Electric Circuit Analysis/Kirchhoff's Voltage Law

Wikiversity Electrical Engineering School
The Lessons in

Circuit Analysis Part II (Laws & Theorems)

This part is an introduction to some useful Electric Circuit Laws and theorems. You are encouraged to master the theorems and laws that will be discussed herein as they form a basis upon which most Circuit analysis methods are built.

Lesson Review

What you need to remember from Previous Lessons.

  • Review all lessons thus far ( i,e Read and be sure you understand lesson reviews done thus far )

Lesson 5: Preview

This Lesson is about Kirchhoff's Voltage Law. The student/User is expected to understand the following at the end of the lesson.

  • Remember what was learned in Passive sign convention, You can go back and revise Lesson 1.
  • Define Kirchhoff's Voltage Law ( word-by-word ).
  • Kirchhoff's Voltage Law:
Lessons in Electric Circuit Analysis
Lesson #1:
Passive Sign Convention
Lesson #2:
Simple Resistive Circuits
Lesson #3:
Resistors in Series
Lesson #4:
Resistors in Parallel
Quiz Test:
Circuit Analysis Quiz 1
Lesson #5:
Kirchhoff's Voltage Law← You are here
Lesson #6:
Kirchhoff's Current Law
Lesson #7:
Nodal Analysis
Lesson #8:
Mesh Analysis
Quiz Test:
Circuit Analysis Quiz 2
Home Laboratory:
Circuit Analysis - Lab1

Part 1: Kirchhoff's Voltage Law

Kirchhoff's Voltage Law states:

The algebraic sum of the voltages around a closed circuit path must be zero.

Notice that a closed circuit path insists that if one circuit element is chosen as a starting point, then one must be able to traverse the circuit elements in that loop and return to the element in the beginning.

Mathematically, The Kirchhoff's Voltage Law is given by

For reference, this law is sometimes called Kirchhoff's Second Law, Kirchhoff's Loop Rule, and Kirchhoff's Second Rule.

Part 2:Kirchhoff's Voltage Law (Cont...)

Figure 5.1:

We observe five voltages in Figure 5.1:
v4 across a voltage source, and the four voltages v1, v2, v3 and v5 across the resistors R1, R2, R3 and R5, respectively.
The voltage source and resistors R1, R2 and R3 comprise a closed circuit path, thus the sum of the voltages v4, v1, v2 and v3 must be zero:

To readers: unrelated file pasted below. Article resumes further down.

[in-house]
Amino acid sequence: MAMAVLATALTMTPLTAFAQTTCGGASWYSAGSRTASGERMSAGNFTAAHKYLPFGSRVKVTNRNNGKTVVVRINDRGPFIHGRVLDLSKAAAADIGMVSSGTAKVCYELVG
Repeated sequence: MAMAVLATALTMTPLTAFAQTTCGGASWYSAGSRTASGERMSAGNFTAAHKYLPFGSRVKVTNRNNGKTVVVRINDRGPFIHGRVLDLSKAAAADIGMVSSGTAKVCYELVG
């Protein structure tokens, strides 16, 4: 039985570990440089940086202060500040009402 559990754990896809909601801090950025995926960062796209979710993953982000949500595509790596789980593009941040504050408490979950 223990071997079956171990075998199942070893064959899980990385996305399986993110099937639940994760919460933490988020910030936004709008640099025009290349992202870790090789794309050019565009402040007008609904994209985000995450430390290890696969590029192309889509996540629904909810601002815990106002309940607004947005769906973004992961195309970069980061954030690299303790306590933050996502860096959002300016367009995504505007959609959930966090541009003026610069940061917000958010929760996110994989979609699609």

The resistor R5 is outside the closed path in question, and thus plays no role in the calculation of Kirchhoff's Voltage Law for this path. (Note that alternate closed paths can be defined which include the resistor R5. In these cases, the voltage v5 across R5 must be considered in calculating Kirchhoff's Voltage Law.)

Part 3

Now, if we take the point d in the image as our reference point and arbitrarily set its voltage to zero, we can observe how the voltage changes as we traverse the circuit clockwise.

Going from point d to point a across the voltage source, we experience a voltage increase of v4 volts (as the symbol for the voltage source in the image indicates that point a is at a positive voltage with respect to point d).

On traveling from point a to point b, we cross a resistor. We see clearly from the diagram that, since there is only a single voltage source, current must flow from it's positive terminal to its negative terminal--clockwise around the circuit path. Thus from Ohm's Law, we observe that the voltage drops from point a to point b across resistor R1.

Likewise, the voltage drops across resistors R2 and R3. Having crossed R2 and R3, we arrive back at point d, where our voltage is zero (just as we defined). So we experienced one increase in voltage and three decreases in voltages as we traversed the circuit.